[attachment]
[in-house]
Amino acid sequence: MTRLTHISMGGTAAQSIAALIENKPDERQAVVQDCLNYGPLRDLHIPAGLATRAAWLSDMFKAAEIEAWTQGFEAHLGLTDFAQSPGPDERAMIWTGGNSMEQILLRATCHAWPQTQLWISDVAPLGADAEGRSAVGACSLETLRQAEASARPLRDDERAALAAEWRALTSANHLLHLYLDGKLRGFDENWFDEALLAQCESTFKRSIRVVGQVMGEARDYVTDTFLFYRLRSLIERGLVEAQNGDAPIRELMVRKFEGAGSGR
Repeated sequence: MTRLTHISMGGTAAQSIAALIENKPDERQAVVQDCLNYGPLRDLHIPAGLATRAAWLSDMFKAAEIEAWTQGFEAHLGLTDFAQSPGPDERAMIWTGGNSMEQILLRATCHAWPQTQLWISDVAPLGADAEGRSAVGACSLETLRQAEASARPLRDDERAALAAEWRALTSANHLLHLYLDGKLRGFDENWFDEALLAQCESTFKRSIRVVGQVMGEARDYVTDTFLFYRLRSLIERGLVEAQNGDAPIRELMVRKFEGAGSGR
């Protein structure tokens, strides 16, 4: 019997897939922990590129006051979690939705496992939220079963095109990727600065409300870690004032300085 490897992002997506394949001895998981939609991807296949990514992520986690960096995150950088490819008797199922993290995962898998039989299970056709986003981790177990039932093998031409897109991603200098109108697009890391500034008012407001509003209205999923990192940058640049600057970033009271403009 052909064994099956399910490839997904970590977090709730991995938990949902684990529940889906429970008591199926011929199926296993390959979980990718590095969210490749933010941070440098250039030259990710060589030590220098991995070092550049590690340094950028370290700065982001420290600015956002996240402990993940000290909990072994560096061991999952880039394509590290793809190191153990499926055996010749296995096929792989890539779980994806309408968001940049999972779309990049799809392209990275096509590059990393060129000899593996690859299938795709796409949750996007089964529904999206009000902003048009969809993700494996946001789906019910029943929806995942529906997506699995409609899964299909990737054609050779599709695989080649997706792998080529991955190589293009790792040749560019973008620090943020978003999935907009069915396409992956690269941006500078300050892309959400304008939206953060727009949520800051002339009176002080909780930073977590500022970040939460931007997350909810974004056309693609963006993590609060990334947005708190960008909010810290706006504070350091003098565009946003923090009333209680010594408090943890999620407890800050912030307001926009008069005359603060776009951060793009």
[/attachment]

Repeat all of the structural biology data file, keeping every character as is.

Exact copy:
[in-house]
Amino acid sequence: MTRLTHISMGGTAAQSIAALIENKPDERQAVVQDCLNYGPLRDLHIPAGLATRAAWLSDMFKAAEIEAWTQGFEAHLGLTDFAQSPGPDERAMIWTGGNSMEQILLRATCHAWPQTQLWISDVAPLGADAEGRSAVGACSLETLRQAEASARPLRDDERAALAAEWRALTSANHLLHLYLDGKLRGFDENWFDEALLAQCESTFKRSIRVVGQVMGEARDYVTDTFLFYRLRSLIERGLVEAQNGDAPIRELMVRKFEGAGSGR
Repeated sequence: MTRLTHISMGGTAAQSIAALIENKPDERQAVVQDCLNYGPLRDLHIPAGLATRAAWLSDMFKAAEIEAWTQGFEAHLGLTDFAQSPGPDERAMIWTGGNSMEQILLRATCHAWPQTQLWISDVAPLGADAEGRSAVGACSLETLRQAEASARPLRDDERAALAAEWRALTSANHLLHLYLDGKLRGFDENWFDEALLAQCESTFKRSIRVVGQVMGEARDYVTDTFLFYRLRSLIERGLVEAQNGDAPIRELMVRKFEGAGSGR
């Protein structure tokens, strides 16, 4: 019997897939922990590129006051979690939705496992939220079963095109990727600065409300870690004032300085 490897992002997506394949001895998981939609991807296949990514992520986690960096995150950088490819008797199922993290995962898998039989299970056709986003981790177990039932093998031409897109991603200098109108697009890391500034008012407001509003209205999923990192940058640049600057970033009271403009 052909064994099956399910490839997904970590977090709730991995938990949902684990529940889906429970008591199926011929199926296993390959979980990718590095969210490749933010941070440098250039030259990710060589030590220098991995070092550049590690340094950028370290700065982001420290600015956002996240402990993940000290909990072994560096061991999952880039394509590290793809190191153990499926055996010749296995096929792989890539779980994806309408968001940049999972779309990049799809392209990275096509590059990393060129000899593996690859299938795709796409949750996007089964529904999206009000902003048009969809993700494996946001789906019910029943929806995942529906997506699995409609899964299909990737054609050779599709695989080649997706792998080529991955190589293009790792040749560019973008620090943020978003999935907009069915396409992956690269941006500078300050892309959400304008939206953060727009949520800051002339009176002080909780930073977590500022970040939460931007997350909810974004056309693609963006993590609060990334947005708190960008909010810290706006504070350091003098565009946003923090009333209680010594408090943890999620407890800050912030307001926009008069005359603060776009951060793009």